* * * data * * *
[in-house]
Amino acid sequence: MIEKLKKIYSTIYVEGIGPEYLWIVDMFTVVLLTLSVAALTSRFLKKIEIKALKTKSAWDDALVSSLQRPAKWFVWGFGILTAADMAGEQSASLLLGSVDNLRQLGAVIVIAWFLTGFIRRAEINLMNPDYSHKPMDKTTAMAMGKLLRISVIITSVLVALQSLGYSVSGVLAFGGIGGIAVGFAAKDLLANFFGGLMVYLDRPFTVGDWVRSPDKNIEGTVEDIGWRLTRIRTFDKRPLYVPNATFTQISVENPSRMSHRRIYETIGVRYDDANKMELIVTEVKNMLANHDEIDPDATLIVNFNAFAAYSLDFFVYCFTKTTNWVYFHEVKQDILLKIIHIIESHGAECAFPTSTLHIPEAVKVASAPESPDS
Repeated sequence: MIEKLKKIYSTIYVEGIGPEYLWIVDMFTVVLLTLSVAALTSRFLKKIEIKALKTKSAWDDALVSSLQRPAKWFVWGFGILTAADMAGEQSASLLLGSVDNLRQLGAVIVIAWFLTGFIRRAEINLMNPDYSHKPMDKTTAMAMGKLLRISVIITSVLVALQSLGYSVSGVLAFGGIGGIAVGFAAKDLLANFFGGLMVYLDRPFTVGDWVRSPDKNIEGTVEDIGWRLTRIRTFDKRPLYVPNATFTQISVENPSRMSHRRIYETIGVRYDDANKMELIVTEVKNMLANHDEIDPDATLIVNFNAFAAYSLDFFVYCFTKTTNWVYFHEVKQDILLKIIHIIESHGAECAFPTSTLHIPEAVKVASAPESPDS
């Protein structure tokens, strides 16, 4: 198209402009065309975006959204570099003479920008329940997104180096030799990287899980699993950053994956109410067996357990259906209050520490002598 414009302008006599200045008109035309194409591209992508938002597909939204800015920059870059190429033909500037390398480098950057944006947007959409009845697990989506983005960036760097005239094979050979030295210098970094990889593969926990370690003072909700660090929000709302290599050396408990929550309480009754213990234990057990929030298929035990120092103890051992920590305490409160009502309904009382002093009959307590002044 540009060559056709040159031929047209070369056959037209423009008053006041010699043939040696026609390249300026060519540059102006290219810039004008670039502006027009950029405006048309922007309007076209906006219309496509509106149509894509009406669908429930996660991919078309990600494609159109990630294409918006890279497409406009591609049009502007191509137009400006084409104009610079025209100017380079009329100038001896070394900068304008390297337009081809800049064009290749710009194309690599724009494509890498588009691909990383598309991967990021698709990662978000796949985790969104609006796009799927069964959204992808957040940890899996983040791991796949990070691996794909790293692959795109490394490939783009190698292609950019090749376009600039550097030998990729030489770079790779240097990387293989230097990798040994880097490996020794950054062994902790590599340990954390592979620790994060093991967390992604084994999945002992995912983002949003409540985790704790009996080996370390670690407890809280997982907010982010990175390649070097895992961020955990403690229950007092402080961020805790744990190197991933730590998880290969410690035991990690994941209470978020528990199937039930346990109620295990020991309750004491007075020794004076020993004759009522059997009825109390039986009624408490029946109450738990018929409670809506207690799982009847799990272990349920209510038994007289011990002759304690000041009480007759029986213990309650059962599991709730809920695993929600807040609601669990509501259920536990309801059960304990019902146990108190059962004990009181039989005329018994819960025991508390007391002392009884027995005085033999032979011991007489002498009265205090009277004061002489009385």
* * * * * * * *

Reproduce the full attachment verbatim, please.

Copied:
[in-house]
Amino acid sequence: MIEKLKKIYSTIYVEGIGPEYLWIVDMFTVVLLTLSVAALTSRFLKKIEIKALKTKSAWDDALVSSLQRPAKWFVWGFGILTAADMAGEQSASLLLGSVDNLRQLGAVIVIAWFLTGFIRRAEINLMNPDYSHKPMDKTTAMAMGKLLRISVIITSVLVALQSLGYSVSGVLAFGGIGGIAVGFAAKDLLANFFGGLMVYLDRPFTVGDWVRSPDKNIEGTVEDIGWRLTRIRTFDKRPLYVPNATFTQISVENPSRMSHRRIYETIGVRYDDANKMELIVTEVKNMLANHDEIDPDATLIVNFNAFAAYSLDFFVYCFTKTTNWVYFHEVKQDILLKIIHIIESHGAECAFPTSTLHIPEAVKVASAPESPDS
Repeated sequence: MIEKLKKIYSTIYVEGIGPEYLWIVDMFTVVLLTLSVAALTSRFLKKIEIKALKTKSAWDDALVSSLQRPAKWFVWGFGILTAADMAGEQSASLLLGSVDNLRQLGAVIVIAWFLTGFIRRAEINLMNPDYSHKPMDKTTAMAMGKLLRISVIITSVLVALQSLGYSVSGVLAFGGIGGIAVGFAAKDLLANFFGGLMVYLDRPFTVGDWVRSPDKNIEGTVEDIGWRLTRIRTFDKRPLYVPNATFTQISVENPSRMSHRRIYETIGVRYDDANKMELIVTEVKNMLANHDEIDPDATLIVNFNAFAAYSLDFFVYCFTKTTNWVYFHEVKQDILLKIIHIIESHGAECAFPTSTLHIPEAVKVASAPESPDS
């Protein structure tokens, strides 16, 4: 198209402009065309975006959204570099003479920008329940997104180096030799990287899980699993950053994956109410067996357990259906209050520490002598 414009302008006599200045008109035309194409591209992508938002597909939204800015920059870059190429033909500037390398480098950057944006947007959409009845697990989506983005960036760097005239094979050979030295210098970094990889593969926990370690003072909700660090929000709302290599050396408990929550309480009754213990234990057990929030298929035990120092103890051992920590305490409160009502309904009382002093009959307590002044 540009060559056709040159031929047209070369056959037209423009008053006041010699043939040696026609390249300026060519540059102006290219810039004008670039502006027009950029405006048309922007309007076209906006219309496509509106149509894509009406669908429930996660991919078309990600494609159109990630294409918006890279497409406009591609049009502007191509137009400006084409104009610079025209100017380079009329100038001896070394900068304008390297337009081809800049064009290749710009194309690599724009494509890498588009691909990383598309991967990021698709990662978000796949985790969104609006796009799927069964959204992808957040940890899996983040791991796949990070691996794909790293692959795109490394490939783009190698292609950019090749376009600039550097030998990729030489770079790779240097990387293989230097990798040994880097490996020794950054062994902790590599340990954390592979620790994060093991967390992604084994999945002992995912983002949003409540985790704790009996080996370390670690407890809280997982907010982010990175390649070097895992961020955990403690229950007092402080961020805790744990190197991933730590998880290969410690035991990690994941209470978020528990199937039930346990109620295990020991309750004491007075020794004076020993004759009522059997009825109390039986009624408490029946109450738990018929409670809506207690799982009847799990272990349920209510038994007289011990002759304690000041009480007759029986213990309650059962599991709730809920695993929600807040609601669990509501259920536990309801059960304990019902146990108190059962004990009181039989005329018994819960025991508390007391002392009884027995005085033999032979011991007489002498009265205090009277004061002489009385």